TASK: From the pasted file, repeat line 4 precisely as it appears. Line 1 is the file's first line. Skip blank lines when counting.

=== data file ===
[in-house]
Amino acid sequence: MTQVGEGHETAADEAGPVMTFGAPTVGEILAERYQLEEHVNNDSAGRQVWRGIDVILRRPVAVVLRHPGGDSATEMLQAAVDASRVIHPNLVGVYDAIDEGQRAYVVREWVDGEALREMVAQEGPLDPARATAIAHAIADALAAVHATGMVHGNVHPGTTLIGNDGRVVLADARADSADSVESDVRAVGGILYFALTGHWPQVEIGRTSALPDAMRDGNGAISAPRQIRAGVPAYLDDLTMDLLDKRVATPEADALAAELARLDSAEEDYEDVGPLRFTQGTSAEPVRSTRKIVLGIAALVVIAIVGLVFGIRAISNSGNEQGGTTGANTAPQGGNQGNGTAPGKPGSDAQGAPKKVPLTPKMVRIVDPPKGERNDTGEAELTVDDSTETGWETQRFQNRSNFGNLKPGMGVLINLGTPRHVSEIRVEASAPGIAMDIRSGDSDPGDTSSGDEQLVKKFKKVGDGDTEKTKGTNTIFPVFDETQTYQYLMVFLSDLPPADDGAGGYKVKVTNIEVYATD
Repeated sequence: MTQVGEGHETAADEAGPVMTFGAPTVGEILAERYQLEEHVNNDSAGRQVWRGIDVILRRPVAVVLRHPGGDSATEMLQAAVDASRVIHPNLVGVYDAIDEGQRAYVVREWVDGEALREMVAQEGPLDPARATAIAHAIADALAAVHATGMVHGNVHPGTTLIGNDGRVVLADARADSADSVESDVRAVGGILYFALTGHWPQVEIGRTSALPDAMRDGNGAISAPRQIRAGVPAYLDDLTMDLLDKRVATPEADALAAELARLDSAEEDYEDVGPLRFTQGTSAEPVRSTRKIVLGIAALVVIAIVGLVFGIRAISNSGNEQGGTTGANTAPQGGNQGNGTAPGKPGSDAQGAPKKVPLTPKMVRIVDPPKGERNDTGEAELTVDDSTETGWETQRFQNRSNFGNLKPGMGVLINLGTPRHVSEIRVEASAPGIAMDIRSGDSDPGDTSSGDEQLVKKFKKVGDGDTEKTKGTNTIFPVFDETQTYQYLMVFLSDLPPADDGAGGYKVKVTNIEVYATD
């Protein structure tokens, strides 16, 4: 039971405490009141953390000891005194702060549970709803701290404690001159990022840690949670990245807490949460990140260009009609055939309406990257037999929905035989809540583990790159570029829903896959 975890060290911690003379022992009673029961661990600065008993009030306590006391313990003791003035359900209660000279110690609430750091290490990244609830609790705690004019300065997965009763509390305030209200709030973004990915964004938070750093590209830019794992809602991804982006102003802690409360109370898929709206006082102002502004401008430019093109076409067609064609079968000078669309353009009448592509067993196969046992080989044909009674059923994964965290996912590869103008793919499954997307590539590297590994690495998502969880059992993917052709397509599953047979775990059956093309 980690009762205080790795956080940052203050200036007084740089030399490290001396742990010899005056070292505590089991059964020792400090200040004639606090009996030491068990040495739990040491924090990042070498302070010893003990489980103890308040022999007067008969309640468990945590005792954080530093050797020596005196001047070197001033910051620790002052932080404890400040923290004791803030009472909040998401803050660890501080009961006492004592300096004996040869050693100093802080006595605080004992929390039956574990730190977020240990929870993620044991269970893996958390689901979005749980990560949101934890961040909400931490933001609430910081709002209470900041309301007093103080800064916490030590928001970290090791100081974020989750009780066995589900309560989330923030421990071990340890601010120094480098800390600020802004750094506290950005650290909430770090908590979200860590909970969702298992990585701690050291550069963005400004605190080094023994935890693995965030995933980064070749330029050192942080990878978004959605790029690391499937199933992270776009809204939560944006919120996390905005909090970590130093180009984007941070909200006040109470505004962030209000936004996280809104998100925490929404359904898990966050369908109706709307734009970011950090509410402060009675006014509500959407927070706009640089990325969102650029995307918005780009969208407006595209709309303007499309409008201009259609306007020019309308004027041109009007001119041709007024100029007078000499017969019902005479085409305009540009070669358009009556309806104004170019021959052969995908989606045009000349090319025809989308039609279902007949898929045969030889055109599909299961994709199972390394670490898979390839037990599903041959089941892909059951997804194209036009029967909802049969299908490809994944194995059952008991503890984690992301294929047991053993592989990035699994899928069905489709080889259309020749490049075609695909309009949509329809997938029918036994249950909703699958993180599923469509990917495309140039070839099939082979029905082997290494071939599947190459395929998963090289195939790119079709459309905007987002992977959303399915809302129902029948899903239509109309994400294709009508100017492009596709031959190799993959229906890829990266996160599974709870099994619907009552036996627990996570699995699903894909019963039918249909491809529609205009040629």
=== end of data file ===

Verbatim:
């Protein structure tokens, strides 16, 4: 039971405490009141953390000891005194702060549970709803701290404690001159990022840690949670990245807490949460990140260009009609055939309406990257037999929905035989809540583990790159570029829903896959 975890060290911690003379022992009673029961661990600065008993009030306590006391313990003791003035359900209660000279110690609430750091290490990244609830609790705690004019300065997965009763509390305030209200709030973004990915964004938070750093590209830019794992809602991804982006102003802690409360109370898929709206006082102002502004401008430019093109076409067609064609079968000078669309353009009448592509067993196969046992080989044909009674059923994964965290996912590869103008793919499954997307590539590297590994690495998502969880059992993917052709397509599953047979775990059956093309 980690009762205080790795956080940052203050200036007084740089030399490290001396742990010899005056070292505590089991059964020792400090200040004639606090009996030491068990040495739990040491924090990042070498302070010893003990489980103890308040022999007067008969309640468990945590005792954080530093050797020596005196001047070197001033910051620790002052932080404890400040923290004791803030009472909040998401803050660890501080009961006492004592300096004996040869050693100093802080006595605080004992929390039956574990730190977020240990929870993620044991269970893996958390689901979005749980990560949101934890961040909400931490933001609430910081709002209470900041309301007093103080800064916490030590928001970290090791100081974020989750009780066995589900309560989330923030421990071990340890601010120094480098800390600020802004750094506290950005650290909430770090908590979200860590909970969702298992990585701690050291550069963005400004605190080094023994935890693995965030995933980064070749330029050192942080990878978004959605790029690391499937199933992270776009809204939560944006919120996390905005909090970590130093180009984007941070909200006040109470505004962030209000936004996280809104998100925490929404359904898990966050369908109706709307734009970011950090509410402060009675006014509500959407927070706009640089990325969102650029995307918005780009969208407006595209709309303007499309409008201009259609306007020019309308004027041109009007001119041709007024100029007078000499017969019902005479085409305009540009070669358009009556309806104004170019021959052969995908989606045009000349090319025809989308039609279902007949898929045969030889055109599909299961994709199972390394670490898979390839037990599903041959089941892909059951997804194209036009029967909802049969299908490809994944194995059952008991503890984690992301294929047991053993592989990035699994899928069905489709080889259309020749490049075609695909309009949509329809997938029918036994249950909703699958993180599923469509990917495309140039070839099939082979029905082997290494071939599947190459395929998963090289195939790119079709459309905007987002992977959303399915809302129902029948899903239509109309994400294709009508100017492009596709031959190799993959229906890829990266996160599974709870099994619907009552036996627990996570699995699903894909019963039918249909491809529609205009040629």